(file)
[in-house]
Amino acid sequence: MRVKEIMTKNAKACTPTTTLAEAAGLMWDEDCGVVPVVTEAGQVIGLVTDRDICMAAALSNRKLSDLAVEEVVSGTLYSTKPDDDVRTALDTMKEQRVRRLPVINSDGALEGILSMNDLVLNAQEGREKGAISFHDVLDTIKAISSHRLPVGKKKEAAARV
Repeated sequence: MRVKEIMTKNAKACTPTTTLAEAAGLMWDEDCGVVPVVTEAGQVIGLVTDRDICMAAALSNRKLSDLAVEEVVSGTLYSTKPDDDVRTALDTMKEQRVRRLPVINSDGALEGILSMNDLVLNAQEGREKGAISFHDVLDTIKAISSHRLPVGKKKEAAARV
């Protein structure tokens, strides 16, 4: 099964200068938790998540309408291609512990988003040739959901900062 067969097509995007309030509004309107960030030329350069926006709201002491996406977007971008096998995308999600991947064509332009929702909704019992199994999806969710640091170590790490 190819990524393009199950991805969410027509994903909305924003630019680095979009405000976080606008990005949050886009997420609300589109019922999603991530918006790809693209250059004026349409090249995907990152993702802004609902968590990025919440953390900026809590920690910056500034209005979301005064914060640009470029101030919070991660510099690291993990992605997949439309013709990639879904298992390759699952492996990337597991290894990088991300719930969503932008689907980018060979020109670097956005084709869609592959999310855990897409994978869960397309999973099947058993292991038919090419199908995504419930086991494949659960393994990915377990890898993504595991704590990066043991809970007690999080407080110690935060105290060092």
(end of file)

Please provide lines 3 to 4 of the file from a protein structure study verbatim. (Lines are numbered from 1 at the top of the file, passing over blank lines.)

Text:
Repeated sequence: MRVKEIMTKNAKACTPTTTLAEAAGLMWDEDCGVVPVVTEAGQVIGLVTDRDICMAAALSNRKLSDLAVEEVVSGTLYSTKPDDDVRTALDTMKEQRVRRLPVINSDGALEGILSMNDLVLNAQEGREKGAISFHDVLDTIKAISSHRLPVGKKKEAAARV
């Protein structure tokens, strides 16, 4: 099964200068938790998540309408291609512990988003040739959901900062 067969097509995007309030509004309107960030030329350069926006709201002491996406977007971008096998995308999600991947064509332009929702909704019992199994999806969710640091170590790490 190819990524393009199950991805969410027509994903909305924003630019680095979009405000976080606008990005949050886009997420609300589109019922999603991530918006790809693209250059004026349409090249995907990152993702802004609902968590990025919440953390900026809590920690910056500034209005979301005064914060640009470029101030919070991660510099690291993990992605997949439309013709990639879904298992390759699952492996990337597991290894990088991300719930969503932008689907980018060979020109670097956005084709869609592959999310855990897409994978869960397309999973099947058993292991038919090419199908995504419930086991494949659960393994990915377990890898993504595991704590990066043991809970007690999080407080110690935060105290060092």